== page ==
But what we need is a new GRAVITY TAX, encouraging people to relocate to higher altitudes in order to pay less.
    Cats would be exempt.
    Two friends of mine were once discussing what one called “penal taxation.” The other moaned, “O God, they’re not taxing that now, surely.”

  16. Rhys Jagger:-)
    You’ve hit the nail right on the head. It’s a funding issue, 1st April around the corner, local authorities spending their left-over cash on silly schemes ready for the new financial year to start, so to for the AGW scientists. As I have said several times before, if the science is settled, why pay them to keep working?

  17. An entirely reasonable effect, having nothing directly to do with global warming. The interesting question is: are we talking about a change in sea level of millimeters or centimeters or what?

  18. Don’t you need another factor in there to properly apply the monkey wrench?
    If you have a mile or two of ice sitting on top of the crust, and the ice melts, the geologic potential is for the crust to rise, which in effect will raise the coastline out of the water in the general vincinity of the landmass (like Greenland).
    You do know that the crust floats in the mantle, and the structure of a mountain/island/continent is of a ship floating in the ocean. Part of it is submerged. Ballast. Unload the cargo and it bouys up higher. Load it up with cargo and it sits lower in the water. Glaciate a mountain off and it wants to pop up when the ice has melted.
    None of which has anything to do with global warming or cooling caused by CO2. Ice Ages exist, and so do interglacials. They just don’t happen in 10-30 years. Really.

  19. The relationship between gravity and sea-level is well known to geophysicists. The relationship between continental glaciers and gravity is also well known.
    Nils Axel Morner retired in 2005. A key feature in his efforts to educate sea-level modellers was his insistence that sea-level change is affected by the complex interaction of many factors, including gravity. You can read about his career here, including why he ojected to alarmism concerning sea level: http://en.wikipedia.org/wiki/Nils-Axel_M%C3%B6rner
    A major research project under his direction was conducted in the Maldives. (URL: http://www.pog.nu/02projects/1_maldives.htm), a group of islands in the Indian Ocean located at he bottom of a gravity well. This project illustrated the impact gravity both upon sea level and upon the shape of the geoid itself.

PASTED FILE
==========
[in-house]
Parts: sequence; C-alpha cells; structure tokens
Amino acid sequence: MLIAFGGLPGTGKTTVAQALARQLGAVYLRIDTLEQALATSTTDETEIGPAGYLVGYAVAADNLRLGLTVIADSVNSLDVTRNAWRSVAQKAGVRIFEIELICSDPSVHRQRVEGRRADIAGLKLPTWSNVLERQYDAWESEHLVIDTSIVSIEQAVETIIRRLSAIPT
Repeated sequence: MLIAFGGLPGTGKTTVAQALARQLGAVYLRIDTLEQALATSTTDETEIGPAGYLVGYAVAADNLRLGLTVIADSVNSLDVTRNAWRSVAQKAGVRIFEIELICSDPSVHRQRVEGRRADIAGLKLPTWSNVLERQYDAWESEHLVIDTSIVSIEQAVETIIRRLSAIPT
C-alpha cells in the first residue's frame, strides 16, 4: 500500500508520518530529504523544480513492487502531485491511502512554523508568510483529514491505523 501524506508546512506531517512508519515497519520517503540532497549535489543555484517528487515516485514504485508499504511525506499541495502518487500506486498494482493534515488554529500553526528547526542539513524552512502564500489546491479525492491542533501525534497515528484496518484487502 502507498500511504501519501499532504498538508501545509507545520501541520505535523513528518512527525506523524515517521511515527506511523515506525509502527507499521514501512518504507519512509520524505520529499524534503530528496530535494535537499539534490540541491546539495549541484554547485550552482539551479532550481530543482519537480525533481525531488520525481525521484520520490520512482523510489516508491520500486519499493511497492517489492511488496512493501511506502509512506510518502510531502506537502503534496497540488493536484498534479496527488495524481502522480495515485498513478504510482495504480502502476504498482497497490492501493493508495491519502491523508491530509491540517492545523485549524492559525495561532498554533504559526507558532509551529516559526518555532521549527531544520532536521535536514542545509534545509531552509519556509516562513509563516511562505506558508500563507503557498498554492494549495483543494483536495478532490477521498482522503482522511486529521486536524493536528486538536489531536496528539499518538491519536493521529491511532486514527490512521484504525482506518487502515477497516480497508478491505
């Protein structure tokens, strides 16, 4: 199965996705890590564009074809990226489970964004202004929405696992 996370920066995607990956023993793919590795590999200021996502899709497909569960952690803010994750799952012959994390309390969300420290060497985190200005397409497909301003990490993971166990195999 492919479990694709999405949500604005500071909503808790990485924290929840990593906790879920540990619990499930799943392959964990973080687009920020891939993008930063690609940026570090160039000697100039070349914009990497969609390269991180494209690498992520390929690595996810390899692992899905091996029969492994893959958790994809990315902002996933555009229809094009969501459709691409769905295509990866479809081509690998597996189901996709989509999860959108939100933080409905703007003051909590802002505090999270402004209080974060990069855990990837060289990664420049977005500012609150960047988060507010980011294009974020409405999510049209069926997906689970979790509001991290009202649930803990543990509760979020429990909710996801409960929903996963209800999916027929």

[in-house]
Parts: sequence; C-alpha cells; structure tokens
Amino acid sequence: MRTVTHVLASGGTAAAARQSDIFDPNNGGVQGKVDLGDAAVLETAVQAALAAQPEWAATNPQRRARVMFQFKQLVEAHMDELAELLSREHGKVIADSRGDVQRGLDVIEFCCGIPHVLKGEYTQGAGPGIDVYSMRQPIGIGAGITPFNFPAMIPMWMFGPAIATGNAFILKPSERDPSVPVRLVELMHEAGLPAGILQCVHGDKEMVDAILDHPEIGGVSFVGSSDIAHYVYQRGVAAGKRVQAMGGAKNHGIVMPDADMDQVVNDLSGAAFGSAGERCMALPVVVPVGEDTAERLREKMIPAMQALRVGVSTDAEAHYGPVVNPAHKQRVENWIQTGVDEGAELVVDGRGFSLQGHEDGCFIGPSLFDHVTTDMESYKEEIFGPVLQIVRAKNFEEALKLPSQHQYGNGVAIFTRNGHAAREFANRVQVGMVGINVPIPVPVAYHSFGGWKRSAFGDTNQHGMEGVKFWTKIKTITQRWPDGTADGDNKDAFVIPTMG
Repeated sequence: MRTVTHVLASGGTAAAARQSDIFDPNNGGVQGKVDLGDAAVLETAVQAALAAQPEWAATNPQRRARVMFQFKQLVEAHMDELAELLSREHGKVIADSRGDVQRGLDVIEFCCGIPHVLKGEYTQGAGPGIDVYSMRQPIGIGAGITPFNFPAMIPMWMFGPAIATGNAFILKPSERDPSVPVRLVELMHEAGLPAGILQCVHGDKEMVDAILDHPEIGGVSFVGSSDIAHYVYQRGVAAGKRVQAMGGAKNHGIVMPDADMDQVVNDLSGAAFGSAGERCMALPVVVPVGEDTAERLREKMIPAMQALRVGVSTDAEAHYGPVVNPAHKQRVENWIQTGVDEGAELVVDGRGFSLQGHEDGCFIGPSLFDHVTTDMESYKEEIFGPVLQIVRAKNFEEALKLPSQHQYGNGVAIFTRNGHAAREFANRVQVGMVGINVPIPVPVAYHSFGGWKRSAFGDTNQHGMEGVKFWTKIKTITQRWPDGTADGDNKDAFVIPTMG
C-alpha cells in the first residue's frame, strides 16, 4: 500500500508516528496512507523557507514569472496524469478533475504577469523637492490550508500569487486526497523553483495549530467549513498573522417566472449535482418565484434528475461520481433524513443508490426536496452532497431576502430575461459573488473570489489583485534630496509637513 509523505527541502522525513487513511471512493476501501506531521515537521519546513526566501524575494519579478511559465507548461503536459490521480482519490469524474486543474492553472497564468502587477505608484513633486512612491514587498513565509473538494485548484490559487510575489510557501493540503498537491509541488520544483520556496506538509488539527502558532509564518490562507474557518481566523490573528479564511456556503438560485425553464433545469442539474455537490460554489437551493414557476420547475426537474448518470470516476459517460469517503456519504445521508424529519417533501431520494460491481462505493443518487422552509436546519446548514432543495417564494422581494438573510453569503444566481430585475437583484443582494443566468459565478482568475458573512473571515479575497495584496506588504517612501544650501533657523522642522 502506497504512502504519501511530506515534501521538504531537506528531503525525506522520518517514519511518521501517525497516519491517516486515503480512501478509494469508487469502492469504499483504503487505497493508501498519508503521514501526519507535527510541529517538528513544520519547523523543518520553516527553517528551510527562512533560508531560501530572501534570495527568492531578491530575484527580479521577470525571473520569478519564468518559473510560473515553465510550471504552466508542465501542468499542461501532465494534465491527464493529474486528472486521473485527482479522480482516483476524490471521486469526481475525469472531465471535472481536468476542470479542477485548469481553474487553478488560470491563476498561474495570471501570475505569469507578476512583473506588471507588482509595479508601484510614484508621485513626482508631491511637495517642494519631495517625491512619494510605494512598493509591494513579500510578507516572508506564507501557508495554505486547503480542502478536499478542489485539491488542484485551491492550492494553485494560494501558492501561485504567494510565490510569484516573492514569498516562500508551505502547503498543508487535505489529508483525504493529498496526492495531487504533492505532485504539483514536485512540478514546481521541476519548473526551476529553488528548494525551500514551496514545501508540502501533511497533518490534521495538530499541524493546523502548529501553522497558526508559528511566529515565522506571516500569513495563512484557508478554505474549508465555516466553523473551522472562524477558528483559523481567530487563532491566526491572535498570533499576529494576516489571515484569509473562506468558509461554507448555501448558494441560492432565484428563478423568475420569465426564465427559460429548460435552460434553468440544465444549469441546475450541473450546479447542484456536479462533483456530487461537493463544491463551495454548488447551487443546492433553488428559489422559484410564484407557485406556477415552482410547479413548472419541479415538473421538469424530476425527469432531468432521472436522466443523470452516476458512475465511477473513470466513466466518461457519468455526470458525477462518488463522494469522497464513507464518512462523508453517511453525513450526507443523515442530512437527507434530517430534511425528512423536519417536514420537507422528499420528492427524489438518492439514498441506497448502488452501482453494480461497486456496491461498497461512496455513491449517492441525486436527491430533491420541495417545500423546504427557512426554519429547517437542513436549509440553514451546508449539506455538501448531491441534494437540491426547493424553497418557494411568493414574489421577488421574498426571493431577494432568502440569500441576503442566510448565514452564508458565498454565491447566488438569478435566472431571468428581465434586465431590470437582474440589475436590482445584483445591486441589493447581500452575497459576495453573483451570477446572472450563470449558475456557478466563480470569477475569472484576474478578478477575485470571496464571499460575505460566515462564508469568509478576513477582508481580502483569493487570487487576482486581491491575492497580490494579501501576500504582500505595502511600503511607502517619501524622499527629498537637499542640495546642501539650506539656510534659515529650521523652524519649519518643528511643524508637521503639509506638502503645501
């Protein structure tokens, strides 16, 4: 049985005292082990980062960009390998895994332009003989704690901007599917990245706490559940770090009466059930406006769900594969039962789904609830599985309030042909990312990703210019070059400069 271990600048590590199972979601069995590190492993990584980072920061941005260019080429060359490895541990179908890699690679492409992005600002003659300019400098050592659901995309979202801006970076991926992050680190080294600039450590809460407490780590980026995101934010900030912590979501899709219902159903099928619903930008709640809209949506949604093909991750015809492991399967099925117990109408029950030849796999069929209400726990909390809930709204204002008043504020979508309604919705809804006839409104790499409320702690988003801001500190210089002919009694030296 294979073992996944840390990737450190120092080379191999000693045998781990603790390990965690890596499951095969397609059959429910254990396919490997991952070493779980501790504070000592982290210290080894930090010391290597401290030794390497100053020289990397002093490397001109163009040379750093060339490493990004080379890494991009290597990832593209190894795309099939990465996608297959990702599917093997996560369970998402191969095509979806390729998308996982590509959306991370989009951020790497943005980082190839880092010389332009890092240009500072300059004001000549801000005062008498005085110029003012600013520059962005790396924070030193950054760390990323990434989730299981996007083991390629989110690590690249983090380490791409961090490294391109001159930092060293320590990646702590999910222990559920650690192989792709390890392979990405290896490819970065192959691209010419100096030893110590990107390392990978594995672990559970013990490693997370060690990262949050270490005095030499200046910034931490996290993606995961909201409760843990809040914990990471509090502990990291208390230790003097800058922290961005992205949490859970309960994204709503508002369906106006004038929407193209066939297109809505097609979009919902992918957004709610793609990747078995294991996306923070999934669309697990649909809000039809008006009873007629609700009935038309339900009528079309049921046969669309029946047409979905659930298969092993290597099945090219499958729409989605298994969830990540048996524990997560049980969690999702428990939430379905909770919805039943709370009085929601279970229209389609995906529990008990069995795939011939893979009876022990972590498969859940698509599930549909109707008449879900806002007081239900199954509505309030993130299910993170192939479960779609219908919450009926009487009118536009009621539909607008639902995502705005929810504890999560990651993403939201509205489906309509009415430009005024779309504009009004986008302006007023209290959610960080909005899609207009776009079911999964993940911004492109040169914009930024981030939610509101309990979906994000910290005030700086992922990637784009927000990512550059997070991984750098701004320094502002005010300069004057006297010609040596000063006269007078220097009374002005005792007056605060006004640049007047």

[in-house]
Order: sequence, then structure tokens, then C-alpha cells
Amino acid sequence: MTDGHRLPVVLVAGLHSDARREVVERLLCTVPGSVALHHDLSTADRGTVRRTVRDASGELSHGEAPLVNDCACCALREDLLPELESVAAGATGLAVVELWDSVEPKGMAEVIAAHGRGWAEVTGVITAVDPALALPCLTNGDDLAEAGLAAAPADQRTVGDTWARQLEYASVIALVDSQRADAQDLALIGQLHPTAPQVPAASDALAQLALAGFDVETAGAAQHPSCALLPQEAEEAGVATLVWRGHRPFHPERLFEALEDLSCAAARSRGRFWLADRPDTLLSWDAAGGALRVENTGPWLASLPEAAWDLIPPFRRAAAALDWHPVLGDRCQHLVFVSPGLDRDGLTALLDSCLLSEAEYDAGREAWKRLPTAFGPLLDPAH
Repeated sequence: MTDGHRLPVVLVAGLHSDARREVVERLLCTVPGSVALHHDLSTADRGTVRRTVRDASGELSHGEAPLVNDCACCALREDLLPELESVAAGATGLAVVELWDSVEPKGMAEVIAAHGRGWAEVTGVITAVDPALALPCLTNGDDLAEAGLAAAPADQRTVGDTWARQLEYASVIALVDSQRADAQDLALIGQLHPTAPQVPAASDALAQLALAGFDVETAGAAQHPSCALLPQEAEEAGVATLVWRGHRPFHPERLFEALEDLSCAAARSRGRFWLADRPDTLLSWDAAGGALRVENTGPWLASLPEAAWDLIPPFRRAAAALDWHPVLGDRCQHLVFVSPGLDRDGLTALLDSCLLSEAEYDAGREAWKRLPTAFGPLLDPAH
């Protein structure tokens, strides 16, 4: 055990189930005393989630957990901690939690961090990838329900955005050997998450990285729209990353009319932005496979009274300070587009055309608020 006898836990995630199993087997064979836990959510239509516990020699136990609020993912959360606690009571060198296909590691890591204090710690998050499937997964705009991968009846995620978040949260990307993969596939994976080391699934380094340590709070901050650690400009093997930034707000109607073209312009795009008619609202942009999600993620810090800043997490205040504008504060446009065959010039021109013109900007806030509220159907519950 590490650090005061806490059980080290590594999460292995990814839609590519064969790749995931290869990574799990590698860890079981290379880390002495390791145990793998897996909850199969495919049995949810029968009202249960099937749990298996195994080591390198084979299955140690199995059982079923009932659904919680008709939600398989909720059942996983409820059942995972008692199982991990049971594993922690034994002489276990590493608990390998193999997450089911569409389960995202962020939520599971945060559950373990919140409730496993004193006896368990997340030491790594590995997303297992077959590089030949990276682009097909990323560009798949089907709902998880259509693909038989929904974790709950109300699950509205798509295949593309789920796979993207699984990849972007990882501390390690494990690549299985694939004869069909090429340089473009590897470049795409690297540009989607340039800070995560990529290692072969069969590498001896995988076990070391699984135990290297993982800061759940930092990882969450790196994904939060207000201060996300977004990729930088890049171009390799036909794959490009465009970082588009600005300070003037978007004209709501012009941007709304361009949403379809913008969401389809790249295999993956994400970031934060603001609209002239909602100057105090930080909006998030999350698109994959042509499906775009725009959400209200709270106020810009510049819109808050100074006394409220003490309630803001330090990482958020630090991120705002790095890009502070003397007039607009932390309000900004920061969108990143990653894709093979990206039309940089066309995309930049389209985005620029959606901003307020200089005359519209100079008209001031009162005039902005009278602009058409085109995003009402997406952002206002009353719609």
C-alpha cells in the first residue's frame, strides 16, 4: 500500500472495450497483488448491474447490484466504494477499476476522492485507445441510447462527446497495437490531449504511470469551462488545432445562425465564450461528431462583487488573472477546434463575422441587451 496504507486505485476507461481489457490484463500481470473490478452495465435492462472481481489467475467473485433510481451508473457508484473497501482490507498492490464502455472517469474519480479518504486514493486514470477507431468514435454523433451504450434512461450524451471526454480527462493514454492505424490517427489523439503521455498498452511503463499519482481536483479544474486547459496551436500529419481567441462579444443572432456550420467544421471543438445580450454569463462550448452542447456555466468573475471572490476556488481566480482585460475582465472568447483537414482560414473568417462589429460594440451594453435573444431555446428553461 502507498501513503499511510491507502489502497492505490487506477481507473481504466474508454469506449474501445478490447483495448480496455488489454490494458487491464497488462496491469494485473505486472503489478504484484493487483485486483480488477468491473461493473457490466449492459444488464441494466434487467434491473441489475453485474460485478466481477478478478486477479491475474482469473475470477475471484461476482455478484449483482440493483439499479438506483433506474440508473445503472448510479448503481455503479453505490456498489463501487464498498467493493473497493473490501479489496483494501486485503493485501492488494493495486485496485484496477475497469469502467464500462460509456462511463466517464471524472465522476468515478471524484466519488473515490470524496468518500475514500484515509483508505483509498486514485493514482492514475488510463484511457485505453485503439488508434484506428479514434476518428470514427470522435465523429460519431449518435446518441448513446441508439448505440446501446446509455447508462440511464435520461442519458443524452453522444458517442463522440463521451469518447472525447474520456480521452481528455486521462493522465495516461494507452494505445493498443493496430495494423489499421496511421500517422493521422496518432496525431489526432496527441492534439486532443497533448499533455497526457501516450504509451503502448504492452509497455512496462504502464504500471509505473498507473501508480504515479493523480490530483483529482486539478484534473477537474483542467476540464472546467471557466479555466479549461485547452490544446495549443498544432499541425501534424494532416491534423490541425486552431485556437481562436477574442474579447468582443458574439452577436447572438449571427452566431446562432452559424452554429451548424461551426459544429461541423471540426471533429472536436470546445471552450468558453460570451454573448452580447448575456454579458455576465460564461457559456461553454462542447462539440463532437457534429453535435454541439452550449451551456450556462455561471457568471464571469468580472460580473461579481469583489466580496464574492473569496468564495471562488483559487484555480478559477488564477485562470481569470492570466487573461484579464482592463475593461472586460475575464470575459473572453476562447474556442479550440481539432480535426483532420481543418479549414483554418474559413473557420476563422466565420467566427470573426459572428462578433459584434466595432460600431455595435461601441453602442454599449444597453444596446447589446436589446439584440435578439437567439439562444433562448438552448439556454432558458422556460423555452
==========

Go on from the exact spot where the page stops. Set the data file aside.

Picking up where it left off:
That continental glaciers distort the shape of the continents has been known for over a hundred years. That the change in ice volume over time changes the topography of the continents is similarly well established.
    The phenomenon may seem strange, but gravity exerted by continental glaciers can also distort the topography of the ocean,
    The real issues are: first whether or not the effect is great enough to pose any threat.

  20. I think the are looking for a way out… By publishing ever more ludicrous articles, these pranksters are really saying “hint, hint, use your head, it’s all a giant practical joke”. They are probably trying to find out what level of stupidity finally triggers the average person to a mental “tipping point” where people finally say “um, am I on TV or something?”

  21. TerryS. It seems to be the norm to shove inconvenient realities such as glacial isostatic adjustment aside and blame everything on AGW. After all, they can’t tax us if geology insists on keeping people’s feet dry. :0)
    Sorry your local geology seems to be working at odds. It only gives them an excuse to tighten the political screw. :0(

  22. And to apply the monkey wrench even more, when sea-levels rise the pressure of the additional water will press down the continental shelves a bit, making sea-levels an extra bit higher (hydroeustasy), while on the fourth hand much of the West Antarctic Ice is under sea-level and will be replaced by salt water which is ca 15 % denser than the ice, which will partly offset the gravitational effect this thread is all about, and furthermore….
    In short the effect on sea-level by melting glaciers is a rather more complex affair than it might seem from BBC:s clownery with a measuring tape.

  23. Okay, would someone please tell me if anywhere in the world has there been a low-lying Island go underwater, or lose a significant portion of it’s above-water land mass? Surely there has to be at least one? Maybe an atoll ? Something?

  24. Hmm. One of our icy issues of our time is water lubricating glaciers causing them to surge forward and do bad things. So, as ice in Antarctica gets more massive, it will attract water to the coastline and lift the glacier there. I never realized ice could lift itself by its bootstraps. Or that it has bootstraps!
    In the extreme, this could be another tipping point – ice attracts more water, the additional mass attracts still more water, and before you know it all the water on the planet will be on Antarctica.
    Anthony, don’t you think we have enough to worry about already?